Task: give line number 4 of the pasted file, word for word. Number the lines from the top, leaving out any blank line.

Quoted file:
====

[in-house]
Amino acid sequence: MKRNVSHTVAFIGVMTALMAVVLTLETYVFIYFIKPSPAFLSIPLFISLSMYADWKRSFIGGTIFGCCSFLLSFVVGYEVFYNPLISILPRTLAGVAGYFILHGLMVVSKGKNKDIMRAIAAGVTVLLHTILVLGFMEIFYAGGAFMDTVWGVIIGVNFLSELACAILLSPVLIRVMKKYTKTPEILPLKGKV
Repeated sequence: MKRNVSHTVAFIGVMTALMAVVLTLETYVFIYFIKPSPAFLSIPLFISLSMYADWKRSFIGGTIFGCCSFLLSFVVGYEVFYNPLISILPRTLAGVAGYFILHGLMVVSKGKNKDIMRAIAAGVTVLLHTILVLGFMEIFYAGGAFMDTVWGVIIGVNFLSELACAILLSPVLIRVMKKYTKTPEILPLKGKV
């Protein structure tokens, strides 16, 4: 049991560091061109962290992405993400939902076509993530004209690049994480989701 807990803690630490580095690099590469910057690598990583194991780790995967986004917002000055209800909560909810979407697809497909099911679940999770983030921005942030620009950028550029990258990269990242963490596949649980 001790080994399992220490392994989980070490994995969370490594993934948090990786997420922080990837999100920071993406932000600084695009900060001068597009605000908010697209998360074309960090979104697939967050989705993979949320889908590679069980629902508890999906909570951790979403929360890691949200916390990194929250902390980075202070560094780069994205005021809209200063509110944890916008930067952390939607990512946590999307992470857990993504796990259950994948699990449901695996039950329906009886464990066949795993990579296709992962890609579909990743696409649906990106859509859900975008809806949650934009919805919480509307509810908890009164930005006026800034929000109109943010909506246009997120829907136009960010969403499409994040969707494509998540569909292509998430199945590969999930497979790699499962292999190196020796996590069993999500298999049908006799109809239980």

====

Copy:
């Protein structure tokens, strides 16, 4: 049991560091061109962290992405993400939902076509993530004209690049994480989701 807990803690630490580095690099590469910057690598990583194991780790995967986004917002000055209800909560909810979407697809497909099911679940999770983030921005942030620009950028550029990258990269990242963490596949649980 001790080994399992220490392994989980070490994995969370490594993934948090990786997420922080990837999100920071993406932000600084695009900060001068597009605000908010697209998360074309960090979104697939967050989705993979949320889908590679069980629902508890999906909570951790979403929360890691949200916390990194929250902390980075202070560094780069994205005021809209200063509110944890916008930067952390939607990512946590999307992470857990993504796990259950994948699990449901695996039950329906009886464990066949795993990579296709992962890609579909990743696409649906990106859509859900975008809806949650934009919805919480509307509810908890009164930005006026800034929000109109943010909506246009997120829907136009960010969403499409994040969707494509998540569909292509998430199945590969999930497979790699499962292999190196020796996590069993999500298999049908006799109809239980």